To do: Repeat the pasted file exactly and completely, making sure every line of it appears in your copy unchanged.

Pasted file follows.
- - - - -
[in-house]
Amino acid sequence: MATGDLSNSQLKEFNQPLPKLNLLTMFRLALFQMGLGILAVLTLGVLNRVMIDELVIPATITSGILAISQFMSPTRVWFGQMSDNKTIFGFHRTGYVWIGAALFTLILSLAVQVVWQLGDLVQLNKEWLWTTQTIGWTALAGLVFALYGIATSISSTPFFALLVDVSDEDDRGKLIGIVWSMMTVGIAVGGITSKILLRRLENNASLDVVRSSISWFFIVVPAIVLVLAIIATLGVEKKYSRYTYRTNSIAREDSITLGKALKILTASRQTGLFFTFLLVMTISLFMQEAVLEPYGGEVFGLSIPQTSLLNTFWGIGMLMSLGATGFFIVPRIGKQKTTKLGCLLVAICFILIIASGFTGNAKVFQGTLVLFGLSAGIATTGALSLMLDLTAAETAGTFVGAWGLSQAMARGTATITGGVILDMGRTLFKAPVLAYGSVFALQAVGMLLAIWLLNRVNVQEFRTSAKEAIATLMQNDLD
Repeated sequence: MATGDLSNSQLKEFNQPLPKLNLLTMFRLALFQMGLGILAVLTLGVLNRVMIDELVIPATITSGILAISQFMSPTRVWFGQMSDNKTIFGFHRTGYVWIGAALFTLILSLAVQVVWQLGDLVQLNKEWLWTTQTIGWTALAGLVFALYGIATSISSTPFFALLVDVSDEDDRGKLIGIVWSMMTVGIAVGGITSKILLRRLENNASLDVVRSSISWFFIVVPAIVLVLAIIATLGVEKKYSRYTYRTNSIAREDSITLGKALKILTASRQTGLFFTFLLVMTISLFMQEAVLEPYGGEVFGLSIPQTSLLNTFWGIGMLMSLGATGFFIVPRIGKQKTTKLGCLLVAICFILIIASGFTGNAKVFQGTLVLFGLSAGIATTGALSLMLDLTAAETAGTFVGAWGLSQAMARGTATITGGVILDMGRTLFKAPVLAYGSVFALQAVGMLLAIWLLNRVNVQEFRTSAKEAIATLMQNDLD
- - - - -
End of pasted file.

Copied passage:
[in-house]
Amino acid sequence: MATGDLSNSQLKEFNQPLPKLNLLTMFRLALFQMGLGILAVLTLGVLNRVMIDELVIPATITSGILAISQFMSPTRVWFGQMSDNKTIFGFHRTGYVWIGAALFTLILSLAVQVVWQLGDLVQLNKEWLWTTQTIGWTALAGLVFALYGIATSISSTPFFALLVDVSDEDDRGKLIGIVWSMMTVGIAVGGITSKILLRRLENNASLDVVRSSISWFFIVVPAIVLVLAIIATLGVEKKYSRYTYRTNSIAREDSITLGKALKILTASRQTGLFFTFLLVMTISLFMQEAVLEPYGGEVFGLSIPQTSLLNTFWGIGMLMSLGATGFFIVPRIGKQKTTKLGCLLVAICFILIIASGFTGNAKVFQGTLVLFGLSAGIATTGALSLMLDLTAAETAGTFVGAWGLSQAMARGTATITGGVILDMGRTLFKAPVLAYGSVFALQAVGMLLAIWLLNRVNVQEFRTSAKEAIATLMQNDLD
Repeated sequence: MATGDLSNSQLKEFNQPLPKLNLLTMFRLALFQMGLGILAVLTLGVLNRVMIDELVIPATITSGILAISQFMSPTRVWFGQMSDNKTIFGFHRTGYVWIGAALFTLILSLAVQVVWQLGDLVQLNKEWLWTTQTIGWTALAGLVFALYGIATSISSTPFFALLVDVSDEDDRGKLIGIVWSMMTVGIAVGGITSKILLRRLENNASLDVVRSSISWFFIVVPAIVLVLAIIATLGVEKKYSRYTYRTNSIAREDSITLGKALKILTASRQTGLFFTFLLVMTISLFMQEAVLEPYGGEVFGLSIPQTSLLNTFWGIGMLMSLGATGFFIVPRIGKQKTTKLGCLLVAICFILIIASGFTGNAKVFQGTLVLFGLSAGIATTGALSLMLDLTAAETAGTFVGAWGLSQAMARGTATITGGVILDMGRTLFKAPVLAYGSVFALQAVGMLLAIWLLNRVNVQEFRTSAKEAIATLMQNDLD